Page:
Increase oven temp to 425°. Combine 1/4 teaspoon salt, rosemary, and pepper. Place squash and onion on a foil-lined baking sheet coated with cooking spray; sprinkle with salt mixture. Bake at 425° for 45 minutes or until tender and lightly browned.

Cook pasta according to the package directions, omitting salt and fat. Drain well.

Combine flour and 1/2 teaspoon salt in a Dutch oven over medium-high heat. Gradually add milk, stirring constantly with a whisk; bring to a boil. Cook 1 minute or until slightly thick, stirring constantly. Remove from heat. Add provolone, stirring until cheese melts. Add pasta to cheese mixture, tossing well to combine.

Spoon pasta mixture into an 9 x 12 inch baking dish lightly coated with cooking spray; top with squash mixture. Sprinkle evenly with Parmesan cheese. Bake at 450° for 10 minutes or until cheese melts and begins to brown.

Calories: 469
Calories from fat: 28%
Fat: 14.4g
Saturated fat: 7.3g
Monounsaturated fat: 4.4g
Polyunsaturated fat: 0.9g
Protein: 22.1g
Carbohydrate: 66.6g
Fiber: 6.8g
Cholesterol: 40mg
Iron: 3.5mg
Sodium: 849mg
Calcium: 443mg
Next day- reheated- still good but better fresh.

Saturday, November 8, 2014

Pumpkin and Coconut Curry

Love this time of year with all the butternut squash, pumpkin, and all the other varieties of squash that are out there.  One of my favorites is the buttercup.

Today is the first day that we kinda had snow.  I say kinda because it was mixed with rain.  Not totally frozen.  Out at the store and running errands everyone was pooh-poohing the slush falling from the sky.  I know I am not the only one but I like snow.  I like winter.  I don't mind gray skies.  I know crazy me but honestly I have met a few kindred souls that don't mind it.  Years ago I wouldn't have said this.  I moved to Arizona.  Lived there for three years and that totally killed the need to have heat in my life all the time. 

Hutchinson Farm
It is a very nutty squash.

Pumpkin Coconut Curry
From Sunset October 2011

3 pounds of buttercup, butternut or pumpkin, skinned and chopped into 1 inch pieces
1 teaspoon kosher salt

1 -2 green serrano chili
1 tablespoon lemon juice
1 tablespoon vegetable or other unflavored oil
1 onion, chopped
1 cinnamon stick
20 curry leaves
1 teaspoon turmeric
1 teaspoon cumin seeds
1 can coconut milk
1 cup salted and raosted cashews

On parchment paper, place chopped squash.  Roast in the oven at 400F until golden.  This will take about 25 minutes. 

In a large, dry, frying pan toast the cumin seeds and curry leaves. Remove from pan and set aside.  Sauté onion in a tablespoon of oil.  Add the spices back and add coconut milk, cinnamon stick, chile and roasted squash.  Cook for about ten minutes.  Add cashews and lemon juice.  Serve over rice.

Thursday, November 6, 2014

School Lunch Idea

School lunch idea!

I am always looking for ideas for school lunches.  Don't my kids get sick of the same old thing all the time!

This one is easy.  In a bowl blend some cream cheese with green onions or chives.  Spread thinly on a piece of Krakow ham or Wegman's fat free ham, sliced a little thicker than their standard cut.  Roll it up, then slice into rounds.  Delicious!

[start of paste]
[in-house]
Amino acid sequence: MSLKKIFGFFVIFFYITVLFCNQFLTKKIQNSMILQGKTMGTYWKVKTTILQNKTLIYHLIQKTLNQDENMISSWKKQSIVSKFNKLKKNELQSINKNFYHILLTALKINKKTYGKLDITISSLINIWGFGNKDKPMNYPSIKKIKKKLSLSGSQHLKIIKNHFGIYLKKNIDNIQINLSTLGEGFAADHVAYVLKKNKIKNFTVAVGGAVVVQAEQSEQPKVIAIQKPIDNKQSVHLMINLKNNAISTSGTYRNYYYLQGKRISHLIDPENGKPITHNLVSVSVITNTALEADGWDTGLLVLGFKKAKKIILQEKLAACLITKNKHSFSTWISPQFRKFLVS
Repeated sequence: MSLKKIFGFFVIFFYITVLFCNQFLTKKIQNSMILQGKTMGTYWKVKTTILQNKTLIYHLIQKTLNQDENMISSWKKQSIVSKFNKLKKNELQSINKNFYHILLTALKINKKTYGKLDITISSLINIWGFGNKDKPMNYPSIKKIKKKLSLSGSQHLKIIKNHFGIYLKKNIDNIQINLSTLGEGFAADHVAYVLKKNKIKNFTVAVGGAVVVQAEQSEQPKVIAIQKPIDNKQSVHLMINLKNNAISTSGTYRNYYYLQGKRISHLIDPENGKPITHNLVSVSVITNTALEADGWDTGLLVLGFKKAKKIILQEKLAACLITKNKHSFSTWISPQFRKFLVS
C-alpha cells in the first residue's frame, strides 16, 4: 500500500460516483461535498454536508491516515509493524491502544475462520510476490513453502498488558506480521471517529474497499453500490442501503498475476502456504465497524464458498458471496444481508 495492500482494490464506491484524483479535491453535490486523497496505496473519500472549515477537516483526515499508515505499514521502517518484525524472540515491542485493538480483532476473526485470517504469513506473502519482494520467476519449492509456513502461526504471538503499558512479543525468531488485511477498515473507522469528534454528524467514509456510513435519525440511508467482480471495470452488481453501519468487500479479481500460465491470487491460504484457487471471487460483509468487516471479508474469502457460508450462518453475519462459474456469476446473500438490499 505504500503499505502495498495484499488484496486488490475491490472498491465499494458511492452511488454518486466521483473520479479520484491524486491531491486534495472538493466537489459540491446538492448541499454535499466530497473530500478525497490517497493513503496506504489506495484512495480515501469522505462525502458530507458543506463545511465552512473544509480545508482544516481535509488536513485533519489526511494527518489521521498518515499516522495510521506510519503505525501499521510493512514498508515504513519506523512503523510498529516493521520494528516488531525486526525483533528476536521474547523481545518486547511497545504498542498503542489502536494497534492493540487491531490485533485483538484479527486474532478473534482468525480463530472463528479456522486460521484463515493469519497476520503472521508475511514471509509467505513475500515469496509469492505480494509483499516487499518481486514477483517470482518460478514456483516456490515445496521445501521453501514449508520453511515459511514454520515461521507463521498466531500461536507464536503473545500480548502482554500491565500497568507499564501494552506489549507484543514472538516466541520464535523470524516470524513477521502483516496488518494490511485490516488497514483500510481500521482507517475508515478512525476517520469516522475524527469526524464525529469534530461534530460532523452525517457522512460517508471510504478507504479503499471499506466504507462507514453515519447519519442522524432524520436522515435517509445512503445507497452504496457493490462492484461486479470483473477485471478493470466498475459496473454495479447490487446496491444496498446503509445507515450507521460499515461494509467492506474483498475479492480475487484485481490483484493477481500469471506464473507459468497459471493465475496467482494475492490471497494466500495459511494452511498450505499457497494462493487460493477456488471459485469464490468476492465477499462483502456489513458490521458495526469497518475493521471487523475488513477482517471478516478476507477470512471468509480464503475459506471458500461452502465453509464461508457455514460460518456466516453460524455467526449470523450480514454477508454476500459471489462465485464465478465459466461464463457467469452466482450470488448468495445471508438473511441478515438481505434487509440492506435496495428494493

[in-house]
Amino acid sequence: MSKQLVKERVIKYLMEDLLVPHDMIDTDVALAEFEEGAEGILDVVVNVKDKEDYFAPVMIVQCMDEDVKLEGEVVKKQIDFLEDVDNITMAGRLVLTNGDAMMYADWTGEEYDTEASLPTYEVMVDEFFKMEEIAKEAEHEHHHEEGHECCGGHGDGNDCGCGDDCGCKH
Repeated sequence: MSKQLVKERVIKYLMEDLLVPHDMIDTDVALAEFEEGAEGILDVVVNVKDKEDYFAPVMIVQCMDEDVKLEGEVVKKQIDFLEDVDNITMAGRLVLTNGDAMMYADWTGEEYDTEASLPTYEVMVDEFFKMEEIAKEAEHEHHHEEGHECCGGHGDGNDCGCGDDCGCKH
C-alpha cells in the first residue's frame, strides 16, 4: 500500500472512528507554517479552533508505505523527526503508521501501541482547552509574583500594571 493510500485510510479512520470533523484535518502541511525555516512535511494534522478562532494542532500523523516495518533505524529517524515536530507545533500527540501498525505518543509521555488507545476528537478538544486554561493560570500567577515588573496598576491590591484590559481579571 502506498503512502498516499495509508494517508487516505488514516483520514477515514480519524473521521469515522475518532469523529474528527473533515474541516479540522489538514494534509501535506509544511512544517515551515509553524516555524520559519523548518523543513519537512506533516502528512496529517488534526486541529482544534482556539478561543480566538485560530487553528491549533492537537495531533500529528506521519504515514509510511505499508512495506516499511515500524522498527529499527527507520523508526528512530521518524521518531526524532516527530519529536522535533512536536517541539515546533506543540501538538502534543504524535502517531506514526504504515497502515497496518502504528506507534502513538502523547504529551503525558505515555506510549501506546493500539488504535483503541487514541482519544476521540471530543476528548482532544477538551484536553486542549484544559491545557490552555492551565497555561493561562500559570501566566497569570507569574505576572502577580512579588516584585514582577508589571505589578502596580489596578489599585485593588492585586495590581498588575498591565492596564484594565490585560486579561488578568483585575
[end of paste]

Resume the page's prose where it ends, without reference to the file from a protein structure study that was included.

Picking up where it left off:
Tuesday, November 4, 2014

Cowboy Cookies

Anything with a little coconut in it has a nice chew, with oatmeal- even better.  They are real delicious, lots of wonderful flavor.  You could add in nuts too but my one daughter is not so fond of nuts, so I left them out. 

I try to make things like this for my kids.  While it is a sweet, it also has some good qualities as well.  This way it is a bit of a step up from junk from the store.


I used a cookie scoop and ended up with 70 cookies.

1 cup granulated sugar
1/2 cup ground flaxseed meal
2 sticks (8 ounces) cold unsalted butter, cut into 1/2-inch cubes
1 1/2 teaspoon baking powder
2 teaspoons pure vanilla extract
1 teaspoon baking soda
2 1/2 cups whole wheat pastry flour
1 1/2 teaspoon fine sea salt
2 large eggs
1 cup lightly packed dark brown sugar
1 cup rolled oats
1 cup bittersweet chocolate chips
1 cup unsweetened shredded coconut

Whisk together flour, flaxseed meal, baking powder, baking soda and salt in a medium bowl. Place butter and sugars in the bowl of a stand mixer fitted with the paddle attachment. Mix on low speed, until butter and sugars are blended, about 2 minutes. Scrape down the sides of the bowl with a spatula. Add eggs one at a time, beating well after each addition. Stir in vanilla. Add flour mixture to the bowl, and blend on low speed until the flour is just incorporated. Scrape down the sides and bottom of the bowl. Gradually add oats, chocolate and coconut and mix on low speed until evenly combined. (Scrape down the sides and bottom of the bowl, and then use your hands to turn and gently massage dough, to ensure all flour and added ingredients are absorbed.) Chill dough for at least 2 hours, or up to 2 days.  

Preheat to 350°F.  

Using a cookie scoop, plunk them down in rounds on the cookie sheet.  If you like slightly flatten each cookie.

Bake cookies for about 12 minutes, rotating the sheets halfway through cooking time, until they are lightly browned on the edges. Allow the cookies to cool on the baking sheet for 3 to 4 minutes, and then transfer the cookies to a wire rack to cool completely. Repeat with remaining dough.

94 calories per cookie